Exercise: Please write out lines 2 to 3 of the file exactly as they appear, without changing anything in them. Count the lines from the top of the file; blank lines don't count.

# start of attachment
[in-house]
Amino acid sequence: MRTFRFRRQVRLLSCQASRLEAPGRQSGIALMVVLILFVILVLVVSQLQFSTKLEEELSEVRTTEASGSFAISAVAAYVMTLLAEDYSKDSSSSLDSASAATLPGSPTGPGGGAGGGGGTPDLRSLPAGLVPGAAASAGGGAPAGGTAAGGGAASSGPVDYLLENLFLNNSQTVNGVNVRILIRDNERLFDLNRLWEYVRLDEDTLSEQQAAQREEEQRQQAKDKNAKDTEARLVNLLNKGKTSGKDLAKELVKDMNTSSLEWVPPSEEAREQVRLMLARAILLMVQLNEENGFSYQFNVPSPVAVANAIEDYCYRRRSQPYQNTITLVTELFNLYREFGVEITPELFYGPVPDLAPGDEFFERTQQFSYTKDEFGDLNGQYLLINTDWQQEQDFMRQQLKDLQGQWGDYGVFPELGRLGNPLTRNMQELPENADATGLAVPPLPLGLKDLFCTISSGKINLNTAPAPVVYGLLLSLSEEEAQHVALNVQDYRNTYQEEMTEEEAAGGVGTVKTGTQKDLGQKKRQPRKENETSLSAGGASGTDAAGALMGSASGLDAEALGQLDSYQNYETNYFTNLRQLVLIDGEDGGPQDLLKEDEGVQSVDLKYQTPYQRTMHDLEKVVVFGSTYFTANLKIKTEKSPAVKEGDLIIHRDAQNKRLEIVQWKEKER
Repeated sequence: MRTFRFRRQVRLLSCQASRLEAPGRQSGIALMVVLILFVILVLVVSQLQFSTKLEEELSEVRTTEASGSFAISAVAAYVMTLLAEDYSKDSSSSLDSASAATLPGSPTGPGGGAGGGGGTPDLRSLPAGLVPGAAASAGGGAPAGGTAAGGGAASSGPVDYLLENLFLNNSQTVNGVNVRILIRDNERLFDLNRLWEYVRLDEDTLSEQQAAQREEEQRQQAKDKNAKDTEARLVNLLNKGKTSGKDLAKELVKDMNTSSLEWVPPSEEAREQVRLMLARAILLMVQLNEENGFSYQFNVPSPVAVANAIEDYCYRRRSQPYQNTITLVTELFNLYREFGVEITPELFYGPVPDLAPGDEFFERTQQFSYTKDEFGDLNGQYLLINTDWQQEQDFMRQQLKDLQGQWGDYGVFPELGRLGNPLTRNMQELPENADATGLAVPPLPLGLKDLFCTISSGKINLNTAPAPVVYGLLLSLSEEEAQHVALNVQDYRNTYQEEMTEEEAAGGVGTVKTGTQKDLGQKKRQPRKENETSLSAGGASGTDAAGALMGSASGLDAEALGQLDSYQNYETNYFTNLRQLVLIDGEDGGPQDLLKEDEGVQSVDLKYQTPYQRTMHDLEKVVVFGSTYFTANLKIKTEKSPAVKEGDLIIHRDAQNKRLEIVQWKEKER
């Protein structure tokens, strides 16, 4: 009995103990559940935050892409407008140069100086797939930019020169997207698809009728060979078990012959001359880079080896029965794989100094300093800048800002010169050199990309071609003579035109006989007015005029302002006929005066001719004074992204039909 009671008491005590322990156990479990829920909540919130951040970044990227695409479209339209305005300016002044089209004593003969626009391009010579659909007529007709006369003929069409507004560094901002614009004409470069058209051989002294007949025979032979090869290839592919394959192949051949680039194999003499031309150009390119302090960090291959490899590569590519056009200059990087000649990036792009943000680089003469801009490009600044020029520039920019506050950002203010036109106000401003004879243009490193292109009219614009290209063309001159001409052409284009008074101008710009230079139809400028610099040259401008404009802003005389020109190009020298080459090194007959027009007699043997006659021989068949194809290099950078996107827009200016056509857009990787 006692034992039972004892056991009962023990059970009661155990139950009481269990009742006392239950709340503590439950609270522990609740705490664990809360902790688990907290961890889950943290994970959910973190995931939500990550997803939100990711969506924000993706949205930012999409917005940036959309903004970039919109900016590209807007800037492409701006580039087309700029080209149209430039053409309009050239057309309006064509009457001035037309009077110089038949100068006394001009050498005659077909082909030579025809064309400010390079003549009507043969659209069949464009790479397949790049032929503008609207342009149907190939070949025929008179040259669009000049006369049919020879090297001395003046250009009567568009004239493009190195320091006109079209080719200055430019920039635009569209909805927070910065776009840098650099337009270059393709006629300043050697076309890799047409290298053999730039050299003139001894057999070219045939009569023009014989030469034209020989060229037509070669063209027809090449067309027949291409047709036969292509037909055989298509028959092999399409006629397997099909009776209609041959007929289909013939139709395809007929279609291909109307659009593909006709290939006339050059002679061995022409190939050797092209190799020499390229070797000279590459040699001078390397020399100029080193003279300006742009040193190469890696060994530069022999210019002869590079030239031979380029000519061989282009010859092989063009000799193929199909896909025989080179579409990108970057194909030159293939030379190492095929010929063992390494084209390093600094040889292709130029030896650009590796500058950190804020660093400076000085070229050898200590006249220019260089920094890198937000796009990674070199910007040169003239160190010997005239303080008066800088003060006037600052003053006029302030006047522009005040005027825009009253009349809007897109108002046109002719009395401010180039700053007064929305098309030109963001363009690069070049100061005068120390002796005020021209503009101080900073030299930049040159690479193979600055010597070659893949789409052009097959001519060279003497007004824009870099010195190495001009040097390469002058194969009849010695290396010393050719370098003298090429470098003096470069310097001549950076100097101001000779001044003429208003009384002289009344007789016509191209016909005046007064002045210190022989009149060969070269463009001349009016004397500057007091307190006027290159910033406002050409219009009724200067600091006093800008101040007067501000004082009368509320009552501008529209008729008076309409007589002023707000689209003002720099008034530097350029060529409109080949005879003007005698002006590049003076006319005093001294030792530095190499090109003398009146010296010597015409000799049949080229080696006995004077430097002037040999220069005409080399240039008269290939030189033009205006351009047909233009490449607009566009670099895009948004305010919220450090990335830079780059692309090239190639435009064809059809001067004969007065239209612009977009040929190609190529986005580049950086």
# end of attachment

Amino acid sequence: MRTFRFRRQVRLLSCQASRLEAPGRQSGIALMVVLILFVILVLVVSQLQFSTKLEEELSEVRTTEASGSFAISAVAAYVMTLLAEDYSKDSSSSLDSASAATLPGSPTGPGGGAGGGGGTPDLRSLPAGLVPGAAASAGGGAPAGGTAAGGGAASSGPVDYLLENLFLNNSQTVNGVNVRILIRDNERLFDLNRLWEYVRLDEDTLSEQQAAQREEEQRQQAKDKNAKDTEARLVNLLNKGKTSGKDLAKELVKDMNTSSLEWVPPSEEAREQVRLMLARAILLMVQLNEENGFSYQFNVPSPVAVANAIEDYCYRRRSQPYQNTITLVTELFNLYREFGVEITPELFYGPVPDLAPGDEFFERTQQFSYTKDEFGDLNGQYLLINTDWQQEQDFMRQQLKDLQGQWGDYGVFPELGRLGNPLTRNMQELPENADATGLAVPPLPLGLKDLFCTISSGKINLNTAPAPVVYGLLLSLSEEEAQHVALNVQDYRNTYQEEMTEEEAAGGVGTVKTGTQKDLGQKKRQPRKENETSLSAGGASGTDAAGALMGSASGLDAEALGQLDSYQNYETNYFTNLRQLVLIDGEDGGPQDLLKEDEGVQSVDLKYQTPYQRTMHDLEKVVVFGSTYFTANLKIKTEKSPAVKEGDLIIHRDAQNKRLEIVQWKEKER
Repeated sequence: MRTFRFRRQVRLLSCQASRLEAPGRQSGIALMVVLILFVILVLVVSQLQFSTKLEEELSEVRTTEASGSFAISAVAAYVMTLLAEDYSKDSSSSLDSASAATLPGSPTGPGGGAGGGGGTPDLRSLPAGLVPGAAASAGGGAPAGGTAAGGGAASSGPVDYLLENLFLNNSQTVNGVNVRILIRDNERLFDLNRLWEYVRLDEDTLSEQQAAQREEEQRQQAKDKNAKDTEARLVNLLNKGKTSGKDLAKELVKDMNTSSLEWVPPSEEAREQVRLMLARAILLMVQLNEENGFSYQFNVPSPVAVANAIEDYCYRRRSQPYQNTITLVTELFNLYREFGVEITPELFYGPVPDLAPGDEFFERTQQFSYTKDEFGDLNGQYLLINTDWQQEQDFMRQQLKDLQGQWGDYGVFPELGRLGNPLTRNMQELPENADATGLAVPPLPLGLKDLFCTISSGKINLNTAPAPVVYGLLLSLSEEEAQHVALNVQDYRNTYQEEMTEEEAAGGVGTVKTGTQKDLGQKKRQPRKENETSLSAGGASGTDAAGALMGSASGLDAEALGQLDSYQNYETNYFTNLRQLVLIDGEDGGPQDLLKEDEGVQSVDLKYQTPYQRTMHDLEKVVVFGSTYFTANLKIKTEKSPAVKEGDLIIHRDAQNKRLEIVQWKEKER